Protestors have submitted a petition to East Lothian Council calling for an immediate pause to the Musselburgh Flood Protection Scheme (MFPS).

More than 2,300 concerned citizens have signed what has been described by organisers as “one of the largest ever community petitions in Musselburgh’s history”.

A statement issued by the petition organisers said opponents have become “alarmed at the plans, the costs, effect on green spaces and timelines outlined by the council’s MFPS project team.”

The petition was officially submitted to the council on May 22 – World Biodiversity Day.

The statement said East Lothian Council’s initial 2016 MFPS was costed at £8.9m but six years later had “ballooned. . . to a staggering £96m”.

Residents, it added, were “appalled by East Lothian Council’s ‘preferred scheme’ plan to build high concrete walls along the River Esk and harbour seafront, scarring the town’s green spaces, damaging the environment, and necessitating the felling of an as yet unstated number of mature trees along the riverside”.

Opponents are calling on the council to “thoroughly investigate” naturebased solutions into the scheme.

Professor Roger Crofts, a Musselburgh resident and first chief executive of Scottish Natural Heritage, said: “Residents and visitors have made it clear that the scheme must be paused because of the overestimate of flood risk accepted by East Lothian Council, lack of understanding of climate change science uncertainties, inadequate assessment of using nature to slow down water in the river, potential loss of amenity in their scheme, lack of adequate consultation by the council and the escalating costs to the public purse.”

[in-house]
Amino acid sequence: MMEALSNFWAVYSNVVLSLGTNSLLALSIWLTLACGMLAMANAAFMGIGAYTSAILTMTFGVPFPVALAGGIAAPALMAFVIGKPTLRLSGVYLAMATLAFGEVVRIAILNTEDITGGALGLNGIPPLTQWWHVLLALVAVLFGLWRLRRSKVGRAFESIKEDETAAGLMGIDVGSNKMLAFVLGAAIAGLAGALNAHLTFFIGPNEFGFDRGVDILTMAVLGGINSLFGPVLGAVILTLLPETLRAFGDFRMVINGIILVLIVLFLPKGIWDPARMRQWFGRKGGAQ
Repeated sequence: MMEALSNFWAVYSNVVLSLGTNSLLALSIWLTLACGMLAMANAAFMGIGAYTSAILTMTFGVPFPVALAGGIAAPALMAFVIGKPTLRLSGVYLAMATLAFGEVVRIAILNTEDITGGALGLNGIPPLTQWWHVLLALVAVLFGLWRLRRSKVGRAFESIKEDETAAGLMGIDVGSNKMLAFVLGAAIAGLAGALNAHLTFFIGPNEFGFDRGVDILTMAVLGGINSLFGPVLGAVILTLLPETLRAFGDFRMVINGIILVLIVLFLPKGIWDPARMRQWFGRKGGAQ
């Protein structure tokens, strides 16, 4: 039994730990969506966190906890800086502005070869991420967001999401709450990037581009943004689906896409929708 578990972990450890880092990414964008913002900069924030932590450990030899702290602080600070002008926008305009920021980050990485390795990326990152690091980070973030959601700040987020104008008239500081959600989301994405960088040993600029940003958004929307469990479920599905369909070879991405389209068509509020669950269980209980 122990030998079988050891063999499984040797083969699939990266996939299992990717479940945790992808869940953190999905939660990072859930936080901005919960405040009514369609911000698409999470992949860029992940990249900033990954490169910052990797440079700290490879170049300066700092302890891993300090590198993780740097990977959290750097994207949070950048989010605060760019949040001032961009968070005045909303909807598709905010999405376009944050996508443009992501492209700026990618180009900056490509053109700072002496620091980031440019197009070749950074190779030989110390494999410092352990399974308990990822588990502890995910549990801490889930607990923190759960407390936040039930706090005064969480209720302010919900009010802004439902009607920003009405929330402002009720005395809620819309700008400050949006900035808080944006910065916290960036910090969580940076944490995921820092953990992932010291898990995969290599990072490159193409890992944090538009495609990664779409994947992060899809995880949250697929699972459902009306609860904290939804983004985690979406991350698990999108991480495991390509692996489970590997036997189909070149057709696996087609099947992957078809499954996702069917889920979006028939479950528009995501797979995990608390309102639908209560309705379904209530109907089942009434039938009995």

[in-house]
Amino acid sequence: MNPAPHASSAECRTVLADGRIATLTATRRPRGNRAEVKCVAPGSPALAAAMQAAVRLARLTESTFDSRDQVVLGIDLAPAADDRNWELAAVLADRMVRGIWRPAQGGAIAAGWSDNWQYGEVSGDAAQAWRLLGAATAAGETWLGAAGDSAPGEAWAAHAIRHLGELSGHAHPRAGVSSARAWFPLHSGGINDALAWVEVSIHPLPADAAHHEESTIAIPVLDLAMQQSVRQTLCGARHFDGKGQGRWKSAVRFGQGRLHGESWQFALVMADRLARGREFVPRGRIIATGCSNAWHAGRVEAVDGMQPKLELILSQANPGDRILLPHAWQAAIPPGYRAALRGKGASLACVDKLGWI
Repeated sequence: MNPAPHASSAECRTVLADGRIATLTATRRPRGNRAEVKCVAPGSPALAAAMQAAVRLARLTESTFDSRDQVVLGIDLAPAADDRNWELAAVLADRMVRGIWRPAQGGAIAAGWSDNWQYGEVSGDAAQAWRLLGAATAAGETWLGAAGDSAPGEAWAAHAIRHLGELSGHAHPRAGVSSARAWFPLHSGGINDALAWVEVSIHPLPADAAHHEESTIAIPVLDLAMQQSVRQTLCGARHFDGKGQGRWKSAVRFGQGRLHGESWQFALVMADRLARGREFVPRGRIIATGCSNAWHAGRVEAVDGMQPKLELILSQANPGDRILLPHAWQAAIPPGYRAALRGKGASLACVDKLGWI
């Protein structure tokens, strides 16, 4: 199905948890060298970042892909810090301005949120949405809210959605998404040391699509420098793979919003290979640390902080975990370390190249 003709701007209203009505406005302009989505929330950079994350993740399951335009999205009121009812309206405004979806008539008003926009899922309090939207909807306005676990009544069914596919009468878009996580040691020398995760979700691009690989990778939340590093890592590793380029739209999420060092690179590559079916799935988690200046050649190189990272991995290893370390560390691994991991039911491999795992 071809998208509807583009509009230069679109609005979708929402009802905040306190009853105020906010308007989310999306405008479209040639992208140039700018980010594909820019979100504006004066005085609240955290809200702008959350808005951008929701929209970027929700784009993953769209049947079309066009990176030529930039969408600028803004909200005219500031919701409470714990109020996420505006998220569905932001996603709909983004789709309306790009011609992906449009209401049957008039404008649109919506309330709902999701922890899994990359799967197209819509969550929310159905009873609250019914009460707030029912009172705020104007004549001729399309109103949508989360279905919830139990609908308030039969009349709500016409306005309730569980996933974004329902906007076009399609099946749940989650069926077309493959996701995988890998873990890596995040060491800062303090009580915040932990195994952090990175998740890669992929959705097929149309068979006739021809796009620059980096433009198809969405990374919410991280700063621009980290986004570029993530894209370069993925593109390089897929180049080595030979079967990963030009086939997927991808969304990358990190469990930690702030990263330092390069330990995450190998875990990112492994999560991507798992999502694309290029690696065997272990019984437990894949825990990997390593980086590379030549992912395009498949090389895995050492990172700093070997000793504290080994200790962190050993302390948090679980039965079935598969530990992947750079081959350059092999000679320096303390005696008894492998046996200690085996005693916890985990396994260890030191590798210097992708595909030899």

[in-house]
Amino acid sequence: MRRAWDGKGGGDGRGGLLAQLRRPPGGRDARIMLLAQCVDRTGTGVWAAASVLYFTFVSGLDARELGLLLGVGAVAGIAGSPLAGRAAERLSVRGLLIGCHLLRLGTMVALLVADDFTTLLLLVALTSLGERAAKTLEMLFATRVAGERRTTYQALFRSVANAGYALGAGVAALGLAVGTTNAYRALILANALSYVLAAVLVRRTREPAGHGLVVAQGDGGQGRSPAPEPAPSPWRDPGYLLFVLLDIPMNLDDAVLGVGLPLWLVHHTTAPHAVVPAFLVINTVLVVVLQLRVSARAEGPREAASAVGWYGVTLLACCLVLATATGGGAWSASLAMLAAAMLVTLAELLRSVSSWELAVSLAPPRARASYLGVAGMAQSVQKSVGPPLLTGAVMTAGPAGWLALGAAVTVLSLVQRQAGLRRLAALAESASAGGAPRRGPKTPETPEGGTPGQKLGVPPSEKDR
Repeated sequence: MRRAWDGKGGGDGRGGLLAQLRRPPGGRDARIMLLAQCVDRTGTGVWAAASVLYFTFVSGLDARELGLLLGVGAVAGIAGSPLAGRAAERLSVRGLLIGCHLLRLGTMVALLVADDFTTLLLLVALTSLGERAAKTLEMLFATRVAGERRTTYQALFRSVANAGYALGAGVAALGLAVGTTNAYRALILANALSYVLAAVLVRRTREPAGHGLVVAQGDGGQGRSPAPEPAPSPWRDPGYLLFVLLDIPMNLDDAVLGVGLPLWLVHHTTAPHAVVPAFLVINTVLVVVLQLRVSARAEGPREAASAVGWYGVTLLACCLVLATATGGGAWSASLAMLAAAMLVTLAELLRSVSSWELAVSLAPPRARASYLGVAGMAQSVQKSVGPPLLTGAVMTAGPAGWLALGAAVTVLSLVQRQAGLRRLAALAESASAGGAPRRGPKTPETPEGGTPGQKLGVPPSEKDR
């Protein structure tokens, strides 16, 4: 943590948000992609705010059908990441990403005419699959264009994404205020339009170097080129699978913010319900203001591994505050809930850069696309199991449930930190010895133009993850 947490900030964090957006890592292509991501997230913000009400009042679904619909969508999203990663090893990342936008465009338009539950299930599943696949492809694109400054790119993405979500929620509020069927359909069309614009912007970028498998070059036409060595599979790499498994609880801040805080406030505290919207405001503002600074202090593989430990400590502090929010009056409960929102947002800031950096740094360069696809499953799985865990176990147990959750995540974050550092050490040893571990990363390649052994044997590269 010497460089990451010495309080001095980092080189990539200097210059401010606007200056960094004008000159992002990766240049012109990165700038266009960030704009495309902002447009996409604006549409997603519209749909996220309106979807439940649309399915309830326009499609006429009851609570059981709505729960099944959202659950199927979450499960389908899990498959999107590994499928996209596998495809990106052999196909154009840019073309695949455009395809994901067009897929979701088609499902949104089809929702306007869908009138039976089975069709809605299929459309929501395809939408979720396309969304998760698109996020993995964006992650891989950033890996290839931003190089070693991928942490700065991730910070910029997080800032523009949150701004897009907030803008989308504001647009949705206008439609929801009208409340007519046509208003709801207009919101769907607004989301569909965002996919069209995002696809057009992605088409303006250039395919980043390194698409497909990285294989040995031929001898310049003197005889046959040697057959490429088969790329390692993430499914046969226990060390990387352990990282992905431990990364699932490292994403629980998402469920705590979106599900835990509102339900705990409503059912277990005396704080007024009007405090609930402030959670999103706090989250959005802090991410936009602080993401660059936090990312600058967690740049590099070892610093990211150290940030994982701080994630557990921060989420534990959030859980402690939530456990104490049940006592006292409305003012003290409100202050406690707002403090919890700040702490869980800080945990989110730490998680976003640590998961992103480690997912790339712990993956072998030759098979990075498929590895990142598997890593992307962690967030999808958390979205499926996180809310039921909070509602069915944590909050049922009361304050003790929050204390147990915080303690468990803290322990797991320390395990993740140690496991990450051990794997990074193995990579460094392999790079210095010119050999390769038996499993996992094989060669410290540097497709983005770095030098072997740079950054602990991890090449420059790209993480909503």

He added: “Significantly, there is now additional good reason for pause. Scottish Government Cabinet Secretary Mairi McAllan will be carrying out a review of flooding strategy this year.

“I hope this will remove the flaws in the existing approach which can be applied in Musselburgh and elsewhere. East Lothian councillors must listen to the voice and will of the community and work within a revised, cost effective Scottish Government strategy that takes full account of the climate and biodiversity crises.”

Neil Armstrong, a Musselburgh resident and businessman who has been an active member of the community in raising the petition, said: “East Lothian Council needs to pause this scheme and use the time to answer the community’s concerns.”

David Sugden, Emeritus Professor of Geography at Edinburgh University, said: “The plan to build structures on both sides of the river in Musselburgh will damage the environmental quality of one of the urban gems of East Lothian. It seems a harsh approach to a problem that can be tackled by more environmentally sensitive nature-based approaches.”

A council spokesperson advised: “The petition has been submitted to the council’s petitions and community empowerment review committee for consideration.

“We would like to remind Musselburgh residents, businesses and other stakeholders that the outline design for the flood protection scheme will be presented in June. This has taken into consideration many of the points raised and also addresses some factual inaccuracies contained within the petition.”